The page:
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Watershed - A little less than a happy high — LiveJournal
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why_style From: why_style Date: April 13th, 2005 01:28 pm (UTC) (Link)

to bother you with more questions...

sounds like you're making real progress and enjoying yourself too- congrats! i've often thought that it would pretty much rock to brew my own tasty concoctions, but i've never taken a stab at it. i've seen these home brewing kits but was never sure if they worked or not- my roomie back in college got one of those plastic barrel kits but we didn't have very good results with it. is there a kit out there you'd recommend? or maybe just a good resource for finding out what equipment and ingredients would be necessary? not that i have the space in my tiny apartment for much, but i am curious.
komos From: komos Date: April 13th, 2005 01:58 pm (UTC) (Link)

Just for starters


The process of brewing is itself pretty easy. You can make a drinkable beer with water, a fermentable sugar, some kind of bittering herb, and yeast. Making a beer that tastes exactly like, say, McEwan's Scotch Ale takes a little more effort, but that's where you have room to grow in the craft.

The kit beers are a mixed lot, and mostly they'll produce beer that's drinkable and unremarkable. This is especially true of the ones that use pre-hopped malt extract, though I might be showing my bias there.

As for starting equipment, there's a good setup available here. I'm showing bias again, but I've never used a plastic bucket as a fermenter. I'm thinking about getting one for one of my crazy concoctions, but the glass carboys are generally better because a) it's easier to ensure that the system is closed, thus preventing unnecessary exposure to unwanted bacteria and b) it takes a great deal more to scratch glass. Plastic has the advantage of being cheaper, easier to clean, and less fragile. It's also stackable, which may be the deciding factor if you're short on space. Be sure to get Papazian's Joy of Homebrewing or a comparable beginner's guide as part of your setup. If you're interested in a slightly less reverent take, look into a book called The Alaskan Bootlegger's Bible (which also talks about wine and Shhhh... stills.)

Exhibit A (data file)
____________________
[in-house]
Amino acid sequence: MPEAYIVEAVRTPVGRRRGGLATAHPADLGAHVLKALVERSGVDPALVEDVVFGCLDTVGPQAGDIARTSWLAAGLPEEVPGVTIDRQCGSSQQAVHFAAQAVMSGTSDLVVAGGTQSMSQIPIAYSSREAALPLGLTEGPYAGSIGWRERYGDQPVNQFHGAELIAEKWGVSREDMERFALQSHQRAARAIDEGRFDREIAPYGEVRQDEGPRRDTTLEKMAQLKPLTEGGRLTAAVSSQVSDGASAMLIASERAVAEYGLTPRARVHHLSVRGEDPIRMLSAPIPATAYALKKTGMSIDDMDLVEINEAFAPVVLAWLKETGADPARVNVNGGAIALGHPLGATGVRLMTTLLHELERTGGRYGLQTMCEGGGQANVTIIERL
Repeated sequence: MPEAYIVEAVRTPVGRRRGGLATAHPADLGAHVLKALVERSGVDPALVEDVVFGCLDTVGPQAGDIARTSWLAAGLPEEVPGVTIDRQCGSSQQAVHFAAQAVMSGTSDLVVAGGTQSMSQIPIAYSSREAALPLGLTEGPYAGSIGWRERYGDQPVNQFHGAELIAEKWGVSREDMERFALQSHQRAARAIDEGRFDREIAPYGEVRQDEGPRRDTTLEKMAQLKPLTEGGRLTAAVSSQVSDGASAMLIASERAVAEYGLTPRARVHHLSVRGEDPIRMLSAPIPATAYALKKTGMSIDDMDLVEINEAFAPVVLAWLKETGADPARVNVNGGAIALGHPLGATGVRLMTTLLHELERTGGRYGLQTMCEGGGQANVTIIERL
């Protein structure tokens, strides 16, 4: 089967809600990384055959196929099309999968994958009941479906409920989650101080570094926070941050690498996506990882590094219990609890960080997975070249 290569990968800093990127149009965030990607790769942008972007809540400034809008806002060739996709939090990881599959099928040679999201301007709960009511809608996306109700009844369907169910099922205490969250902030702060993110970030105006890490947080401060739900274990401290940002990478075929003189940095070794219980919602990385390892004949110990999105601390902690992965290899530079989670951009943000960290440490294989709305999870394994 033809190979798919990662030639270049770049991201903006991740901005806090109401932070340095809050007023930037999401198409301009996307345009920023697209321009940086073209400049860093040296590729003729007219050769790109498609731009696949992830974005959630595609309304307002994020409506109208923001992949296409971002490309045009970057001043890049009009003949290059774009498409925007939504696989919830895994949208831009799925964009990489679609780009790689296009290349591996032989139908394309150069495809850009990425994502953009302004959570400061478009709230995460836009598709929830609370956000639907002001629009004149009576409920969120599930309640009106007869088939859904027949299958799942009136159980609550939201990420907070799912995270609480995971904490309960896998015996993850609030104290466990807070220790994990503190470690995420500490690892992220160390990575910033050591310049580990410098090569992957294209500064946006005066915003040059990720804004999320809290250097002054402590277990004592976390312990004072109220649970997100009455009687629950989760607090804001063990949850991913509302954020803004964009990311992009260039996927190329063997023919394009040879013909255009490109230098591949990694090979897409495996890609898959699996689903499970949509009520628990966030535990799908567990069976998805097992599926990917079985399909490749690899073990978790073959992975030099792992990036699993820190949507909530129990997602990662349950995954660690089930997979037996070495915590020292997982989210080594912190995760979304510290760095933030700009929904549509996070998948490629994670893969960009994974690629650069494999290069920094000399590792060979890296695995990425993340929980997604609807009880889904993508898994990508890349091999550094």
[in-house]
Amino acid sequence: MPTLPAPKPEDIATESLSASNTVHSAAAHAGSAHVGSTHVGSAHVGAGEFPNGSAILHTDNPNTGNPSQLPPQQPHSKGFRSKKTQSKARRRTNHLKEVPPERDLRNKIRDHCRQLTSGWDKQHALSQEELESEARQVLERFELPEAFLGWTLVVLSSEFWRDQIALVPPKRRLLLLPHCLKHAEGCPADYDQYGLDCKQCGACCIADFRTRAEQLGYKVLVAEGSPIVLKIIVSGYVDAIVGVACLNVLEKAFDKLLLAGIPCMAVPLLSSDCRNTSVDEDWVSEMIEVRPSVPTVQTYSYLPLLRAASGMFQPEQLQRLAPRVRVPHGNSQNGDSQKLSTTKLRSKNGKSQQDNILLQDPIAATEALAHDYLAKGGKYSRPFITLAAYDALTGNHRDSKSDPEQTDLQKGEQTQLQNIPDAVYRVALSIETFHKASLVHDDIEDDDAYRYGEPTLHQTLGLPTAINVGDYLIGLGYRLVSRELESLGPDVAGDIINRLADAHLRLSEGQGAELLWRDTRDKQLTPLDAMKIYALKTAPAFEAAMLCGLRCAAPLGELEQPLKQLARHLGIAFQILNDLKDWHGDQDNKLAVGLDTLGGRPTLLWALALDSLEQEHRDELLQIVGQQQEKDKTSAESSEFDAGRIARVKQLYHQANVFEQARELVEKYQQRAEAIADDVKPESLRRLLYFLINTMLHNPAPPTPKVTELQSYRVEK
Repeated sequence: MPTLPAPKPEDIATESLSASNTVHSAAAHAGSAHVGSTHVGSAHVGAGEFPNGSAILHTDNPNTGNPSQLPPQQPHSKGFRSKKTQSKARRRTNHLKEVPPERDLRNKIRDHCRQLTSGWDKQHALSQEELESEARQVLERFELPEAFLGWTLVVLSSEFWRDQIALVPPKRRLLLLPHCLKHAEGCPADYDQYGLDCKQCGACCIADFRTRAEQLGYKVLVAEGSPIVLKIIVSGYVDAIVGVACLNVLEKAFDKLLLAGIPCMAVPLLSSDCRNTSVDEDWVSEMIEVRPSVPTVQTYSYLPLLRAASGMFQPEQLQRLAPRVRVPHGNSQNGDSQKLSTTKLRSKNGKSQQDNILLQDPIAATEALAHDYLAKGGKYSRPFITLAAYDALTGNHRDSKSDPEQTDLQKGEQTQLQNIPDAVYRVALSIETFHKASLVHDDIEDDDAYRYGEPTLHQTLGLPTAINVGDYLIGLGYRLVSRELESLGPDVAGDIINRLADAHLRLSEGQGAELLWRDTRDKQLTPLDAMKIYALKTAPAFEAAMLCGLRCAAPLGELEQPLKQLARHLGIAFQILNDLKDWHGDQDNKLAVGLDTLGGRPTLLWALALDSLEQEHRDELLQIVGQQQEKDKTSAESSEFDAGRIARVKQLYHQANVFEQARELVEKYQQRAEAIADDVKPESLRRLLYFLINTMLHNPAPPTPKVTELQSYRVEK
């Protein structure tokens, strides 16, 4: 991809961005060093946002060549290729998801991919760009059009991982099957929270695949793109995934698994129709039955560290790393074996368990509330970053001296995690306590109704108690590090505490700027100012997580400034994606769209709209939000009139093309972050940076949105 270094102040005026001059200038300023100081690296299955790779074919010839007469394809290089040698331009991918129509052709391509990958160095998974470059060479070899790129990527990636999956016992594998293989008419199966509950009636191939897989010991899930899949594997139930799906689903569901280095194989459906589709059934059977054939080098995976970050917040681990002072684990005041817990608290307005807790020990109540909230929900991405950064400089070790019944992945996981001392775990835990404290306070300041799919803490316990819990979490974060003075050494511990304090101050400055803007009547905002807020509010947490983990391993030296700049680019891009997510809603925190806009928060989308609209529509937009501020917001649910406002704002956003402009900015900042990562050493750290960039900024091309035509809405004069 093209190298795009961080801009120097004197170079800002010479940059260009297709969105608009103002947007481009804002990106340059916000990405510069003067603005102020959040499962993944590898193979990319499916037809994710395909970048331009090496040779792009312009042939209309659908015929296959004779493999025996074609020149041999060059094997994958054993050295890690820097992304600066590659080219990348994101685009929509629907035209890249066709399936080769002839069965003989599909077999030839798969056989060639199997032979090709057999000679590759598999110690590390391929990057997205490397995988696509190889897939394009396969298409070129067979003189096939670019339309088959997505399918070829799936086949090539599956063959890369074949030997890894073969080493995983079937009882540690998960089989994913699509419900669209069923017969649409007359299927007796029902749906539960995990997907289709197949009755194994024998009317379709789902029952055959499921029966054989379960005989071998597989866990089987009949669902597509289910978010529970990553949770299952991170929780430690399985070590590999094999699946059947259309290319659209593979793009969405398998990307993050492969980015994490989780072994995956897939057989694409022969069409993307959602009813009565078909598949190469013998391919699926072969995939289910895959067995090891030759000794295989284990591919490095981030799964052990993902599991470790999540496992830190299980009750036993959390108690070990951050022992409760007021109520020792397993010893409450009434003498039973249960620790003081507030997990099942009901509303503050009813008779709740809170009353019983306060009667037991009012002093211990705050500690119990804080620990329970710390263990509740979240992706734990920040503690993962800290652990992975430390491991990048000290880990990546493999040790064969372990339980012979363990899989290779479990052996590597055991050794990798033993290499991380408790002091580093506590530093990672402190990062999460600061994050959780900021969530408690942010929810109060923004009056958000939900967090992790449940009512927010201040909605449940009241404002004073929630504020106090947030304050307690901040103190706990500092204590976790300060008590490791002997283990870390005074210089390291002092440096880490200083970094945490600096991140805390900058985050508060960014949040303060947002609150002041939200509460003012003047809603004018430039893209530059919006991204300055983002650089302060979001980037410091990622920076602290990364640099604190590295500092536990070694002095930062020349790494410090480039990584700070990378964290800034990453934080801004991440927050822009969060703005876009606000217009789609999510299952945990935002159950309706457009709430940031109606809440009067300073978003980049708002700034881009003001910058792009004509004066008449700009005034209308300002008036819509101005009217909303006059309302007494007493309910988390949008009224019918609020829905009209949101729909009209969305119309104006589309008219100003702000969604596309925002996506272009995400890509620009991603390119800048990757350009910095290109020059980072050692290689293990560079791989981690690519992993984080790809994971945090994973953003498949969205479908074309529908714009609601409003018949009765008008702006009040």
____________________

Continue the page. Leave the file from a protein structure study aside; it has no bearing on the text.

There's tons of information available online, ranging from beginner's guides to elaborate analyses of water treatment techniques. I find myself using beertools.com a lot to formulate recipes, and I've occasionally ordered goods from northernbrewer.com. There's also the homebrewing community here.
why_style From: why_style Date: April 13th, 2005 02:08 pm (UTC) (Link)

Re: Just for starters

awesome, thanks! i so rarely engage in the commnuities on lj, but i suppose it's a good idea for something like this. i'll definitely do some reading up on it before taking the plunge, but i appreciate your pointing me in the right direction.
komos From: komos Date: April 13th, 2005 02:14 pm (UTC) (Link)
Incidentally, if you haven't already, find yourself a good, stinky washed-rind cheese like epoisses or livarot and have it with a French farmhouse ale or a good strong Belgian golden...
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